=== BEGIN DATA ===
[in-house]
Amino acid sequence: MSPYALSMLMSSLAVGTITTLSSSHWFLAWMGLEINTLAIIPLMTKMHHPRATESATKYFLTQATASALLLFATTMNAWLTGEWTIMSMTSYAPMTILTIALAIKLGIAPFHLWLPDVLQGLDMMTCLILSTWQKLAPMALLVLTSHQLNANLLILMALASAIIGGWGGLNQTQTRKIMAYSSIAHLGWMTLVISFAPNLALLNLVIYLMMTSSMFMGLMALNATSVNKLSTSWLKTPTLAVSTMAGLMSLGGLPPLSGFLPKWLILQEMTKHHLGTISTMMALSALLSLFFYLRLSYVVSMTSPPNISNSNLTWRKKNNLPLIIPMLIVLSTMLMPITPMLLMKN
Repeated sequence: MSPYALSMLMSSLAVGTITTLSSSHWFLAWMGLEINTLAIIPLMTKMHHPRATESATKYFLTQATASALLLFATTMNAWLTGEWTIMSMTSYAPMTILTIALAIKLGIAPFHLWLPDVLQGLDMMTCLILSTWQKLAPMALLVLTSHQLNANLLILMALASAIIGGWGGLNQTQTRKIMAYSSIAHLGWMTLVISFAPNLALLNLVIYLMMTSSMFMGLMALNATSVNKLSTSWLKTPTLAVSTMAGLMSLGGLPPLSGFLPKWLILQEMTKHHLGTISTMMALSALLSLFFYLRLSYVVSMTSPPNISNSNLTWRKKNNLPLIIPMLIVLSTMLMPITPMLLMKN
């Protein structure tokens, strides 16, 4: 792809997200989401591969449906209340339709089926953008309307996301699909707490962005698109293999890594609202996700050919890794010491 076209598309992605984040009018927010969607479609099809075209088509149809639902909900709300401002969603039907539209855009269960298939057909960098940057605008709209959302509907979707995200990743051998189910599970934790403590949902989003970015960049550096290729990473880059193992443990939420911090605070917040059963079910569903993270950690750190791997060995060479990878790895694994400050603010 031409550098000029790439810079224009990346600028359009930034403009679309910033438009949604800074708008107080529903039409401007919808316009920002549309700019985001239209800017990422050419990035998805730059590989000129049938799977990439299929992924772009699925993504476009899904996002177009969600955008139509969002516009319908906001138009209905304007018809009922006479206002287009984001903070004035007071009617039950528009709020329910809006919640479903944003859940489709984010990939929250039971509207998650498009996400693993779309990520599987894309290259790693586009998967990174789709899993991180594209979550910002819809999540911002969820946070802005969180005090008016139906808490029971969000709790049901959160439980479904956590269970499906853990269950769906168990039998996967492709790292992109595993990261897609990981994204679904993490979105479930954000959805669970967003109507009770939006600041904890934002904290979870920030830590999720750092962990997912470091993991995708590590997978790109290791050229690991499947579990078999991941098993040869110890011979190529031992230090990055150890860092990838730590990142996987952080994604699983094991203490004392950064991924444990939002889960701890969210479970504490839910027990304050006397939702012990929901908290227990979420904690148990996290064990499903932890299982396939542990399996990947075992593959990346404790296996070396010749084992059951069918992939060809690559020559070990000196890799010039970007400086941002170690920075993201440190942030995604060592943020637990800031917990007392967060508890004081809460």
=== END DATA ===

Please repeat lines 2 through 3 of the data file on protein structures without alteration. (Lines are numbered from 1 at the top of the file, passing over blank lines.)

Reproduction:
Amino acid sequence: MSPYALSMLMSSLAVGTITTLSSSHWFLAWMGLEINTLAIIPLMTKMHHPRATESATKYFLTQATASALLLFATTMNAWLTGEWTIMSMTSYAPMTILTIALAIKLGIAPFHLWLPDVLQGLDMMTCLILSTWQKLAPMALLVLTSHQLNANLLILMALASAIIGGWGGLNQTQTRKIMAYSSIAHLGWMTLVISFAPNLALLNLVIYLMMTSSMFMGLMALNATSVNKLSTSWLKTPTLAVSTMAGLMSLGGLPPLSGFLPKWLILQEMTKHHLGTISTMMALSALLSLFFYLRLSYVVSMTSPPNISNSNLTWRKKNNLPLIIPMLIVLSTMLMPITPMLLMKN
Repeated sequence: MSPYALSMLMSSLAVGTITTLSSSHWFLAWMGLEINTLAIIPLMTKMHHPRATESATKYFLTQATASALLLFATTMNAWLTGEWTIMSMTSYAPMTILTIALAIKLGIAPFHLWLPDVLQGLDMMTCLILSTWQKLAPMALLVLTSHQLNANLLILMALASAIIGGWGGLNQTQTRKIMAYSSIAHLGWMTLVISFAPNLALLNLVIYLMMTSSMFMGLMALNATSVNKLSTSWLKTPTLAVSTMAGLMSLGGLPPLSGFLPKWLILQEMTKHHLGTISTMMALSALLSLFFYLRLSYVVSMTSPPNISNSNLTWRKKNNLPLIIPMLIVLSTMLMPITPMLLMKN